Shortly after her marriage to an attractive banker, a teacher who dreamed of true love discovers that she has married a narcissistic pervert.
Psychological thriller adapted from the novel by Éric Reinhardt, with the help of screenwriter Audrey Diwan (The Event), Love and the Forests, by Valérie Donzelli (War Is Declared), delicately dissects a toxic romantic relationship. Told from the point of view of the victim, Blanche Renard (Virginie Efira), who confides in a lawyer (Dominique Reymond), the love story comes to us in fragments, out of order. It must be said that the heroine, in denial for too long, was severely tested. As his words are released, a feeling of shame rises to the surface.
Having not seen each other for several years, Blanche, a sunny teacher, and Grégoire Lamoureux (Melvil Poupaud, seductive and then terrifying), a dark banker, feel irrepressibly attracted to each other when they meet by chance in a party given by his identical twin sister, Rose (Virginie Efira, impeccable in both roles). In love with love, Blanche remains blind to the red flags that multiply and deaf to the concerns of her sister and her mother (Marie Rivière). They had barely moved in together when Grégoire announced to Blanche that he had been transferred to Metz, a city known for its communal forest. So here she is forced to leave her Normandy, the sea that she loves so much, her family, her job.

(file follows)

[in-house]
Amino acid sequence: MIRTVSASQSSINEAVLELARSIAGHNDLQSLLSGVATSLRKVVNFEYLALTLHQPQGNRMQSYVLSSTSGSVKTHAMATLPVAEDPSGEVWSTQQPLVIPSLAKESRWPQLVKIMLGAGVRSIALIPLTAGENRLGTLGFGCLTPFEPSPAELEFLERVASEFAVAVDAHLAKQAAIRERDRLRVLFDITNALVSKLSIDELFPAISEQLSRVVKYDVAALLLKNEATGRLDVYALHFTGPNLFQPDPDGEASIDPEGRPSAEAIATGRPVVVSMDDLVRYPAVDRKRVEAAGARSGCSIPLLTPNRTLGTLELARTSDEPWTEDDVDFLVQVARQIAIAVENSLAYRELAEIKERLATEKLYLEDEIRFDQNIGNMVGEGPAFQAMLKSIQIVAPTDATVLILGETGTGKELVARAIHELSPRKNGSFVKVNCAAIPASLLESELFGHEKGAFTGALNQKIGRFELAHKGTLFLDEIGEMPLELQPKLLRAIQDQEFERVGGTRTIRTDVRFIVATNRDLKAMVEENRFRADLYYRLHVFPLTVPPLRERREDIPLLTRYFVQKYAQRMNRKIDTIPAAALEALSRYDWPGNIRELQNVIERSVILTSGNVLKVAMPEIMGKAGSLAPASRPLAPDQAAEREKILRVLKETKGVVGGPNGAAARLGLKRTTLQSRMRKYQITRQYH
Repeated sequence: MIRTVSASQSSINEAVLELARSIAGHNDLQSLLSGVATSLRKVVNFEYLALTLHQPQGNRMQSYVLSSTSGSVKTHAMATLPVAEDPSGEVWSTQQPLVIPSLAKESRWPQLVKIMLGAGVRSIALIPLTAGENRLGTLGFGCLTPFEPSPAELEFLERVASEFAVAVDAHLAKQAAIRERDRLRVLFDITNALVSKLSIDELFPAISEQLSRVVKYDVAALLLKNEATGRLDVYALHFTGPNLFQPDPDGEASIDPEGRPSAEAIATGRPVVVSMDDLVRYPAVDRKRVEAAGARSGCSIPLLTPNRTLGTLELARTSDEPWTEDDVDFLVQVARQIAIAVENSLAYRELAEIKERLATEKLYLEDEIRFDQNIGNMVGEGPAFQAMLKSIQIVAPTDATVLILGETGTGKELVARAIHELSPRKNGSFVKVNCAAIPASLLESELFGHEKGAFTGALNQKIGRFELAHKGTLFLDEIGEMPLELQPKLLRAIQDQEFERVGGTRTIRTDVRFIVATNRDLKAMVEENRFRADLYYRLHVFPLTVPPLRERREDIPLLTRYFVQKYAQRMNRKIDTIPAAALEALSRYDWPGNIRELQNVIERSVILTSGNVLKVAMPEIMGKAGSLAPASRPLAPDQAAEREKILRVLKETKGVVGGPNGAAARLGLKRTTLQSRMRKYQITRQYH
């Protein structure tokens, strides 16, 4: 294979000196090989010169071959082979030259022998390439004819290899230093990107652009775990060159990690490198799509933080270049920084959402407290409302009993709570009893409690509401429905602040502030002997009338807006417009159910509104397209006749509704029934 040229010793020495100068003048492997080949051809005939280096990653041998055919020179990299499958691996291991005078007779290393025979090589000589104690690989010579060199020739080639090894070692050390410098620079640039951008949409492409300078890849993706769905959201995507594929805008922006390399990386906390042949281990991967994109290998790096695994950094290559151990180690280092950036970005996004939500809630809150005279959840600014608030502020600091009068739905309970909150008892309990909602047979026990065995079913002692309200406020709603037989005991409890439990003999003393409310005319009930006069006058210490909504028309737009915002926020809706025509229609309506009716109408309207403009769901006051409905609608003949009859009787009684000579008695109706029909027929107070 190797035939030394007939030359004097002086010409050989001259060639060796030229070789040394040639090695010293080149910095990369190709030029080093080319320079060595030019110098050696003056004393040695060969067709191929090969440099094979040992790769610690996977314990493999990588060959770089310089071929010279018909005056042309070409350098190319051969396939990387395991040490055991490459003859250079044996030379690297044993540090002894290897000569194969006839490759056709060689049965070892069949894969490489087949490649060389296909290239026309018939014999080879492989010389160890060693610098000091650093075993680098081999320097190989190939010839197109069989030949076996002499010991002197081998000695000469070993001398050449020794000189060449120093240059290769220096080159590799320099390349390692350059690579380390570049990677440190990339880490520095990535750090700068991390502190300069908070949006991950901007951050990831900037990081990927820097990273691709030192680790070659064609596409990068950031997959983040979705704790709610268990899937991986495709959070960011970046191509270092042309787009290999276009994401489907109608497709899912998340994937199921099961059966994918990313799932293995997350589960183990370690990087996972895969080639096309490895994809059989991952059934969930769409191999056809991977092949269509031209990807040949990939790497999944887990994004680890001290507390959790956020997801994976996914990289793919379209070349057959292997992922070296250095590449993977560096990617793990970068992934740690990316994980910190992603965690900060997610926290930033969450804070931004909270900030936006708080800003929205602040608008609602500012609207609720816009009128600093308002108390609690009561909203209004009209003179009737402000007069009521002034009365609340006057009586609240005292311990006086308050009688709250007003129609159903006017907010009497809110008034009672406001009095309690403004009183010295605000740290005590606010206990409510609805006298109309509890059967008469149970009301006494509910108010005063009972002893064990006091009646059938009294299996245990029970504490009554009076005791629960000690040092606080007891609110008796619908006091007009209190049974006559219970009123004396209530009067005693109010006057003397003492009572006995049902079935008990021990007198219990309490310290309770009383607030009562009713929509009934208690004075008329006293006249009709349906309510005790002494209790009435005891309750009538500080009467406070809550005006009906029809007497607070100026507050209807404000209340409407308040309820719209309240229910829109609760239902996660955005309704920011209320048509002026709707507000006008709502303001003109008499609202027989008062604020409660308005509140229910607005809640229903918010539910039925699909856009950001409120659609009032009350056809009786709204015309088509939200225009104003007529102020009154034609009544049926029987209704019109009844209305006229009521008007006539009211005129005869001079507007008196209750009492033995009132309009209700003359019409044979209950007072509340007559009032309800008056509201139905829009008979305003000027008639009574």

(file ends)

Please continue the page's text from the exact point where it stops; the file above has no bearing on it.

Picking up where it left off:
Starting with the lightness of a sentimental comedy by Éric Rohmer, Love and the Forests even takes a small turn towards Jacques Demy while the lovebirds happily sing about their budding love. This charming sung aside, which evokes those of War Is Declared, surprises to the point of creating unease and discomfort. Already Prince Charming’s words are distilling a slow poison. Then the fairy tale presented in warm colors slips to the dark side and transforms into a Hitchcockian thriller. And the prince as a pitiful little gentleman giving himself the air of a big bad wolf.
While she isolates her heroine in an oppressive Gothic residence, where the captive cannot escape the clutches of her jailer, Valérie Donzelli fragments Blanche’s image using mirror effects and reflections, until let it fall to pieces. Arousing sadness, fear and anger at the same time, Love and the Forests is a gripping drama that is a cruel reminder of the devastation caused by toxic masculinity in the intimate sphere. True to her nature, the filmmaker brings out a glimmer of hope.